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In our view / Boeing's tanker win

A sobering dose of relief

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Our region is awash in pride today over the Boeing Co.’s victory in the Air Force tanker contest. After years of uncertainty, it now looks likely that the 767 production line in Everett will stay busy for another decade, supporting thousands of local jobs and much-needed economic activity. Indeed, this is a time to celebrate.
Still, the long tanker saga provided some sobering moments that all of us, especially policymakers, would do well to remember.
Juxtapose today’s euphoria with the stunned disbelief we felt three years ago when Boeing’s competitor, a partnership of Northrop Grumman and Europe’s EADS, was announced as the contract winner. The end of a venerable airframe was suddenly in sight. Jobs that belonged here would go to France and Alabama instead.
Boeing’s decision to locate a second 787 production line in South Carolina served up a second dose of reality. The deep well of aerospace manufacturing jobs that had fed the region for generations could no longer be taken for granted.
So even in the glow of Thursday’s good news, we must guard against complacency. As important as keeping the 767 line going is, the next generations of Boeing commercial jetliners will mean far more to our continued prosperity. In an increasingly competitive world, the state must do all it can to support a healthy aerospace sector.
In Olympia, that means making far-sighted decisions regarding education, transportation infrastructure and maintaining a competitive business climate.
Higher education opportunities must be expanded, not reduced. New engineers must be produced to replace the thousands who are nearing retirement. Deep cuts currently under consideration represent a short-term budget fix that would do long-term damage.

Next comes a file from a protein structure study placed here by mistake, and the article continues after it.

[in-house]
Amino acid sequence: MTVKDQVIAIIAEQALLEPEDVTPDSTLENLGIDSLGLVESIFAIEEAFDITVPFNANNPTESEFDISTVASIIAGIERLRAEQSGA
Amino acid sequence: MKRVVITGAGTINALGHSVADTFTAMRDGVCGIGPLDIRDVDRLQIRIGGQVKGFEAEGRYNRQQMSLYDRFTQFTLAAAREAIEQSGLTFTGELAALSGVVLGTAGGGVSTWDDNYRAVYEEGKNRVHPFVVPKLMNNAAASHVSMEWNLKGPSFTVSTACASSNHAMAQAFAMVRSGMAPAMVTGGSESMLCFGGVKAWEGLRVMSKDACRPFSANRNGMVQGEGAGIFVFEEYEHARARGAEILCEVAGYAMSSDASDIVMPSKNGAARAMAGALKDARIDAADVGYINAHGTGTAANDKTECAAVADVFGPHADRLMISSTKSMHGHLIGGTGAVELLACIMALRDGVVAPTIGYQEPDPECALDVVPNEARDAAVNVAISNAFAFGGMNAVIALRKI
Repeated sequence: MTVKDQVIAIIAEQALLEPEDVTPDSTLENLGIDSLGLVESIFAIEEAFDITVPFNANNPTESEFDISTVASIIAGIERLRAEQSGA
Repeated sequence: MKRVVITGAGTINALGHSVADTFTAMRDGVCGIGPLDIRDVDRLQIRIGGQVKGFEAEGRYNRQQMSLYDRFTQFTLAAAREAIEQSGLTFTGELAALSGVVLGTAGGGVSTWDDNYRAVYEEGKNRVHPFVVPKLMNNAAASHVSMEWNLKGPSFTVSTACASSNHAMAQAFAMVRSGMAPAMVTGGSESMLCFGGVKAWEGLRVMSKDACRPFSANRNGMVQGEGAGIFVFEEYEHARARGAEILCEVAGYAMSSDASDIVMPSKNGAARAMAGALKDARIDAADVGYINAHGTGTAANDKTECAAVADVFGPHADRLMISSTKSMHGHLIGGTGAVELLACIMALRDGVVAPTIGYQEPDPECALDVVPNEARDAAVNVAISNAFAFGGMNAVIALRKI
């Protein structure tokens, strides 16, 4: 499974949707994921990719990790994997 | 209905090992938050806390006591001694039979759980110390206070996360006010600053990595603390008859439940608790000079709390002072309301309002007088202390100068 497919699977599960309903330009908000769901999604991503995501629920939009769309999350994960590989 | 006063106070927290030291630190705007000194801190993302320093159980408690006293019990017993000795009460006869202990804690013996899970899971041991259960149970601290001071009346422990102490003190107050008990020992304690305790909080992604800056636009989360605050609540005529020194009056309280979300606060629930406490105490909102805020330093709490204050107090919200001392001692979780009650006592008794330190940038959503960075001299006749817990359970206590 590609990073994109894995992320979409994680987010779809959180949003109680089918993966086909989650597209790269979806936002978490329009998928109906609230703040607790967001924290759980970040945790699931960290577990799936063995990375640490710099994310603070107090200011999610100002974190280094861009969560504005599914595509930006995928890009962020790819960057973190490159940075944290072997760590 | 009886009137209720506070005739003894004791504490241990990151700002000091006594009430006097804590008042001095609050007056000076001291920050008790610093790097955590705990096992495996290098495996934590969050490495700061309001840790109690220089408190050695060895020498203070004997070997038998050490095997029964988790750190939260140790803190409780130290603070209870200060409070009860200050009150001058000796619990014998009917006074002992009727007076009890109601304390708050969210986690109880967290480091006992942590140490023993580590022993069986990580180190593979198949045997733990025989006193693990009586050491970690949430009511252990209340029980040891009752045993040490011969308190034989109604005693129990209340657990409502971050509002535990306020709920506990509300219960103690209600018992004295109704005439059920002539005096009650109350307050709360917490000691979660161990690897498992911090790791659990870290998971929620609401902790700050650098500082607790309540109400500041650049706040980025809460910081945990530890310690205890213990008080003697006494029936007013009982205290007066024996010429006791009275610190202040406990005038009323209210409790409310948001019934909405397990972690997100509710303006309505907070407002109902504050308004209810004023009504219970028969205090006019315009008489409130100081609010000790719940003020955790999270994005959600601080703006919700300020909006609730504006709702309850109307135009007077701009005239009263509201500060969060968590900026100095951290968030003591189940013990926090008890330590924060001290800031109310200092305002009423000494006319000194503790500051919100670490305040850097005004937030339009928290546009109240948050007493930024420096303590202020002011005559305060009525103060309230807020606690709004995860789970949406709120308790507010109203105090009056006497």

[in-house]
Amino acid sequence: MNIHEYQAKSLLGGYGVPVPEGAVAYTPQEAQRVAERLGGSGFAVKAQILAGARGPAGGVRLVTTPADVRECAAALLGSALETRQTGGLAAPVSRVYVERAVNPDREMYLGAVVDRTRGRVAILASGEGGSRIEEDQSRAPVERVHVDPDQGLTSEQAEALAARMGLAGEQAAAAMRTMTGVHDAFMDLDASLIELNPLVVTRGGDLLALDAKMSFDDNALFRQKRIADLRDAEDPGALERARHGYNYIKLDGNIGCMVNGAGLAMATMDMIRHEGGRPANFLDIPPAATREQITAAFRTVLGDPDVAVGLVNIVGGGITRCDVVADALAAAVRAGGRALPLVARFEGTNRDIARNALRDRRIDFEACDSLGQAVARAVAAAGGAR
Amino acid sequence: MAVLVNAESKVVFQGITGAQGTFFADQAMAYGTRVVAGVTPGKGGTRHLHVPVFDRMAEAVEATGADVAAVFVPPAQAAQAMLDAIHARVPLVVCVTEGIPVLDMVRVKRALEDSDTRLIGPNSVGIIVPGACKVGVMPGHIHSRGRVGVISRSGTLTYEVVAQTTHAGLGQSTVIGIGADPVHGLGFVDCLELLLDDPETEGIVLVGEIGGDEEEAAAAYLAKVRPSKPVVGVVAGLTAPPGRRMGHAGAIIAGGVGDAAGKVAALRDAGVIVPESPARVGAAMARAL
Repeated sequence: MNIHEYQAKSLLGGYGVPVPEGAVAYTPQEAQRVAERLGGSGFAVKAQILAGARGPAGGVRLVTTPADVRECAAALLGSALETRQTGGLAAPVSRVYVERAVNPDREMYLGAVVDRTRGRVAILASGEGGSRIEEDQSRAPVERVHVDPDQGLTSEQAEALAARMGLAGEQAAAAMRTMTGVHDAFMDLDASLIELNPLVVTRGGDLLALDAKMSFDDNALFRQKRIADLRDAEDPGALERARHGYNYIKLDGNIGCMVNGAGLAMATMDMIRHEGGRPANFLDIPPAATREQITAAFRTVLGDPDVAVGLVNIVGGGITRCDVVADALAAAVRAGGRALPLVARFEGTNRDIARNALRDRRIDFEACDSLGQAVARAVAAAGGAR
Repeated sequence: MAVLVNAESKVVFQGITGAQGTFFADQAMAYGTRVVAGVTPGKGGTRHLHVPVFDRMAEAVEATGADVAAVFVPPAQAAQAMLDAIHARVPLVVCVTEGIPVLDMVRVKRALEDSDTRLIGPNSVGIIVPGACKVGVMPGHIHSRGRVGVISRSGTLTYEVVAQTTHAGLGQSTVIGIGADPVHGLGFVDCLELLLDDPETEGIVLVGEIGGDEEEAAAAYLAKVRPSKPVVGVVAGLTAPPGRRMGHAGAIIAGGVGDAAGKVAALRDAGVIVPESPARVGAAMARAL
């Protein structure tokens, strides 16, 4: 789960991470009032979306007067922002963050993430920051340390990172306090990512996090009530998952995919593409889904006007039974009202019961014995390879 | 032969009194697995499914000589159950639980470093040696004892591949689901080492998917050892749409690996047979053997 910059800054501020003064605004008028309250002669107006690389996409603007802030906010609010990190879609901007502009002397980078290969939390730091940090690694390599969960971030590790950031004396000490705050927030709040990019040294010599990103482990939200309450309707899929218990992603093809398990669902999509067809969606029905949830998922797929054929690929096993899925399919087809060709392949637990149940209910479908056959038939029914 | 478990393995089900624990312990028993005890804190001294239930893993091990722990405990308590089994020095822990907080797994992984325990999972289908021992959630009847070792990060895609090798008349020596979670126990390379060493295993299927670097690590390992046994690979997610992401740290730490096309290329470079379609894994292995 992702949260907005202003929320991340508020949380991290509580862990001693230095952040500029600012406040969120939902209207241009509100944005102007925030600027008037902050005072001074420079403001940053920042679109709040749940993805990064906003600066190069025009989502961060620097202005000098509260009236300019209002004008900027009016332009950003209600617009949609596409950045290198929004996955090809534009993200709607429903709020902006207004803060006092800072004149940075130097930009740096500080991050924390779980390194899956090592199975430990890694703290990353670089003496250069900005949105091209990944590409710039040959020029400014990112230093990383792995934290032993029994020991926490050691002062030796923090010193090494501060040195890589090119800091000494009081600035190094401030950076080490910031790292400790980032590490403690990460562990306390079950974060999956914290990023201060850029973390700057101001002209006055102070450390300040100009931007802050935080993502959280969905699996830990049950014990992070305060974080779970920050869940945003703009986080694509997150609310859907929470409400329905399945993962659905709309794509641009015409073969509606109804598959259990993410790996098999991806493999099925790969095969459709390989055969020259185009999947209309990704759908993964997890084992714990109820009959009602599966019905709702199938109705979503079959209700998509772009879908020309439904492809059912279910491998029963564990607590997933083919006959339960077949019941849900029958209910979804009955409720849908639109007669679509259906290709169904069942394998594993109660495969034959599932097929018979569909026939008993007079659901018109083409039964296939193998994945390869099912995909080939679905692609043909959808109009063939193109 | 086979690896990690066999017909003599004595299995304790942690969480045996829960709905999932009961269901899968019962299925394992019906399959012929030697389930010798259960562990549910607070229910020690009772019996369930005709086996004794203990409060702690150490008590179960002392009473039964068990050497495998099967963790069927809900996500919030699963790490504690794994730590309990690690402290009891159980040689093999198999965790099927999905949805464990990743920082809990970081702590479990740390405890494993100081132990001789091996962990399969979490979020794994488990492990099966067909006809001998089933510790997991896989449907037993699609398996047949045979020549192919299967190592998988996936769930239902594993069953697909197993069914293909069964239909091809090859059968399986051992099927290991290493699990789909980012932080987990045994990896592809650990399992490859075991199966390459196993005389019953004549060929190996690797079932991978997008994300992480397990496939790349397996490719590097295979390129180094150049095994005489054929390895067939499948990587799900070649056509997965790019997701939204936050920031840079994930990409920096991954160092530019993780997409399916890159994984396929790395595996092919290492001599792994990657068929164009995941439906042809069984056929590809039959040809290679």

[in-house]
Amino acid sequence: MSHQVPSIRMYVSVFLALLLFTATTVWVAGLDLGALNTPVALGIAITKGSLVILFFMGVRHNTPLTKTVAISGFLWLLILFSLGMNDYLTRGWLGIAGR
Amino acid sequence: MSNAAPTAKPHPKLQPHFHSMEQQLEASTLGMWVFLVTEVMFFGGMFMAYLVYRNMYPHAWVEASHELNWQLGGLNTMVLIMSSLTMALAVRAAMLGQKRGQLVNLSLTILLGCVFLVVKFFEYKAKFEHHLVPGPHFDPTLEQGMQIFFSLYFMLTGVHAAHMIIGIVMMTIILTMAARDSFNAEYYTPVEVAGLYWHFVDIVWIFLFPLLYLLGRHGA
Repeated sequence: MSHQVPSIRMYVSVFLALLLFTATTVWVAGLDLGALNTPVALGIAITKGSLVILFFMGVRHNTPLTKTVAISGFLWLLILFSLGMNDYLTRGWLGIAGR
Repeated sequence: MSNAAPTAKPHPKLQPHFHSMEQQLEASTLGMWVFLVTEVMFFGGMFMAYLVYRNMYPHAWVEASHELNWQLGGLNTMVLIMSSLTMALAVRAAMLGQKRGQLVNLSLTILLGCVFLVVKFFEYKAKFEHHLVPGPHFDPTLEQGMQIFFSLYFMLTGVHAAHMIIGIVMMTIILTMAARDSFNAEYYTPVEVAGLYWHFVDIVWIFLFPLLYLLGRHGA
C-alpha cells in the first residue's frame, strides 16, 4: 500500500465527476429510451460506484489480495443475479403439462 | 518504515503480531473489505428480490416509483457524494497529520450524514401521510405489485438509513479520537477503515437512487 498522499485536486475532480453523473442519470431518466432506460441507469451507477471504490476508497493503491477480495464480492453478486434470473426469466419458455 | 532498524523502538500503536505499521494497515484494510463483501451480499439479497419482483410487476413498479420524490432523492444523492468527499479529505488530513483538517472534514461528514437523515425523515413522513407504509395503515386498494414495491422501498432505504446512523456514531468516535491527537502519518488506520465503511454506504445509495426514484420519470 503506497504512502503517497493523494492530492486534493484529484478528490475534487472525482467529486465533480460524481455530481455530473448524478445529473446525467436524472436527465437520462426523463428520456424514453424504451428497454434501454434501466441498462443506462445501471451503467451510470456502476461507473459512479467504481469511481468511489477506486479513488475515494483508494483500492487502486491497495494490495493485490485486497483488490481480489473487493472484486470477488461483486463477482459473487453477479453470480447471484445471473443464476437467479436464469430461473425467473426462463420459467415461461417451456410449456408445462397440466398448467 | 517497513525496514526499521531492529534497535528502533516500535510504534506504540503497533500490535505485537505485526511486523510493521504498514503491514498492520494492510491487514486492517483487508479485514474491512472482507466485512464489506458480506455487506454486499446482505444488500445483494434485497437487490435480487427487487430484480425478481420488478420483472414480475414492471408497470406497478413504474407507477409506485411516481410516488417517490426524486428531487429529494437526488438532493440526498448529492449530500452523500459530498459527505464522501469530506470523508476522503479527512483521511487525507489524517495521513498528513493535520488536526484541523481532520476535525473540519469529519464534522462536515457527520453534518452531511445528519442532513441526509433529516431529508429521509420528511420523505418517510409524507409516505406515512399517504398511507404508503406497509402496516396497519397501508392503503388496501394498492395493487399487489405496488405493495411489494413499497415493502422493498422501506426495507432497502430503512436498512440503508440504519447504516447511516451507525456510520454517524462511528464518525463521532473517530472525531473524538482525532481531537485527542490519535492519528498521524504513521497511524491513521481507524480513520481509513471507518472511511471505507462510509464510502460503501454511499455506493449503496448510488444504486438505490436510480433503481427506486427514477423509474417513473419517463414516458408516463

Similarly, highway and transit funding must keep pace with an increasing population, ensuring the mobility of workers and freight. And business costs must remain reasonably competitive with those in other states.
Boeing’s tanker victory showed again why the company is a regional asset we mustn’t lose. While most analysts were predicting EADS would win the competition again, Boeing made a convincing case that its NewGen tanker was the most capable choice for the military and the best long-term value for taxpayers. The company’s reputation for cutting-edge engineering and quality manufacturing clearly remains the best in the industry. It’s why we’re all feeling so proud today.
We’re also feeling relieved, because we know how we’d feel if the Air Force had made a different decision. The design and production of Boeing airplanes belongs in Puget Sound — now, and for generations to come. Let’s not lose it to overconfidence or complacency.

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